The protectors of our industries.
June 18 — . Squire Hawkins sat upon the pyramid of large blocks, called the “stile,” in front of his house, contemplating the morning.
The locality was Obedstown, East Tennessee. You would not know that Obedstown stood on the top of a mountain, for there was nothing about the landscape to indicate it — but it did: a mountain that stretched abroad over whole counties, and rose very gradually. The district was called the “Knobs of East Tennessee,” and had a reputation like Nazareth, as far as turning out any good thing was concerned.
The Squire’s house was a double log cabin, in a state of decay; two or three gaunt hounds lay asleep about the threshold, and lifted their heads sadly whenever Mrs. Hawkins or the children stepped in and out over their bodies. Rubbish was scattered about the grassless yard; a bench stood near the door with a tin wash basin on it and a pail of water and a gourd; a cat had begun to drink from the pail, but the exertion was overtaxing her energies, and she had stopped to rest. There was an ash-hopper by the fence, and an iron pot, for soft-soap-boiling, near it.
This dwelling constituted one-fifteenth of Obedstown; the other fourteen houses were scattered about among the tall pine trees and among the corn-fields in such a way that a man might stand in the midst of the city and not know but that he was in the country if he only depended on his eyes for information.
“Squire” Hawkins got his title from being postmaster of Obedstown — not that the title properly belonged to the office, but because in those regions the chief citizens always must have titles of some sort, and so the usual courtesy had been extended to Hawkins. The mail was monthly, and sometimes amounted to as much as three or four letters at a single delivery. Even a rush like this did not fill up the postmaster’s whole month, though, and therefore he “kept store” in the intervals.
The Squire was contemplating the morning. It was balmy and tranquil, the vagrant breezes were laden with the odor of flowers, the murmur of bees was in the air, there was everywhere that suggestion of repose that summer woodlands bring to the senses, and the vague, pleasurable melancholy that such a time and such surroundings inspire.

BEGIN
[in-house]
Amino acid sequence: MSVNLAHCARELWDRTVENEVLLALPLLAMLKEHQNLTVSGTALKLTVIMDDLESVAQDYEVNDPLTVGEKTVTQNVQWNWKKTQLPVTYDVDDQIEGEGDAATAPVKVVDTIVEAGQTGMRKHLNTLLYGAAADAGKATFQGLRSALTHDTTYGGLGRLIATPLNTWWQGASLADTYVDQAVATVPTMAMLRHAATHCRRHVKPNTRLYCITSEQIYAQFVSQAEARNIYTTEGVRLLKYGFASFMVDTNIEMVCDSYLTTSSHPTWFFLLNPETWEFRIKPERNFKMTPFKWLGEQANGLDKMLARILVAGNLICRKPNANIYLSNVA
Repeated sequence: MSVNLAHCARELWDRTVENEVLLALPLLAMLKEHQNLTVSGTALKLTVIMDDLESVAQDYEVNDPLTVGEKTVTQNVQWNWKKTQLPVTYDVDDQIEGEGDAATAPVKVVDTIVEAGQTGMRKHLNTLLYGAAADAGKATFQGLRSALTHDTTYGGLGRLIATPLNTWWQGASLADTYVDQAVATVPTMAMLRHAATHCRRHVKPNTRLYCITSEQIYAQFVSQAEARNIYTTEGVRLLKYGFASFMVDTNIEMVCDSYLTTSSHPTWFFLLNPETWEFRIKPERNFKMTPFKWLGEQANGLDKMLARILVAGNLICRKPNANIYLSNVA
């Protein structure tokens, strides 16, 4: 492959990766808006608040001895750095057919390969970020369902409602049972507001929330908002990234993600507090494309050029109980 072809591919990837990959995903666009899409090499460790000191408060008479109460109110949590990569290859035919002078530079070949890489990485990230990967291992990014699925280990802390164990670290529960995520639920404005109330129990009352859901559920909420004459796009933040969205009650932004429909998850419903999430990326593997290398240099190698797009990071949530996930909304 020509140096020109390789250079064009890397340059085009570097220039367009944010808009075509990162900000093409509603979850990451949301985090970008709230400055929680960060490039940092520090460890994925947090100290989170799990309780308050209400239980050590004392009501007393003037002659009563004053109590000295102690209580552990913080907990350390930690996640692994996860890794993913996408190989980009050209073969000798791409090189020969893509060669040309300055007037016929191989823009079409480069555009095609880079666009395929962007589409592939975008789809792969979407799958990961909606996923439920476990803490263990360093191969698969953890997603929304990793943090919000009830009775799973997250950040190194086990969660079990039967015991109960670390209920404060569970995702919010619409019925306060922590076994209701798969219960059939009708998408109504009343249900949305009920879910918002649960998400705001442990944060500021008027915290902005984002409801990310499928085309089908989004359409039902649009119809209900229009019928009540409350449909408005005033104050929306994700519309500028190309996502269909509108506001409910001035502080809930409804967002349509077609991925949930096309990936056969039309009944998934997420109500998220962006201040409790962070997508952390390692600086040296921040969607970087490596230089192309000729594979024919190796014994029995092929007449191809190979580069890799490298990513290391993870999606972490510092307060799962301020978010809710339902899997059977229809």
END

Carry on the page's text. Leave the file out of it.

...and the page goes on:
The U. S. Mail.
Presently the United States mail arrived, on horseback. There was but one letter, and it was for the postmaster. The long-legged youth who carried the mail tarried an hour to talk, for there was no hurry; and in a little while the male population of the village had assembled to help. As a general thing, they were dressed in homespun “jeans,” blue or yellow — here were no other varieties of it; all wore one suspender and sometimes two — yarn ones knitted at home, — some wore vests, but few wore coats. Such coats and vests as did appear, however, were rather picturesque than otherwise, for they were made of tolerably fanciful patterns of calico — a fashion which prevails thereto this day among those of the community who have tastes above the common level and are able to afford style. Every individual arrived with his hands in his pockets; a hand came out occasionally for a purpose, but it always went back again after service; and if it was the head that was served, just the cant that the dilapidated straw hat got by being uplifted and rooted under, was retained until the next call altered the inclination; many hats were present, but none were erect and no two were canted just alike. We are speaking impartially of men, youths and boys. And we are also speaking of these three estates when we say that every individual was either chewing natural leaf tobacco prepared on his own premises, or smoking the same in a corn-cob pipe. Few of the men wore whiskers; none wore moustaches; some had a thick jungle of hair under the chin and hiding the throat — the only pattern recognized there as being the correct thing in whiskers; but no part of any individual’s face had seen a razor for a week.
These neighbors stood a few moments looking at the mail carrier reflectively while he talked; but fatigue soon began to show itself, and one after another they climbed up and occupied the top rail of the fence, hump-shouldered and grave, like a company of buzzards assembled for supper and listening for the death-rattle. Old Damrell said:
“Tha hain’t no news ’bout the jedge, hit ain’t likely?”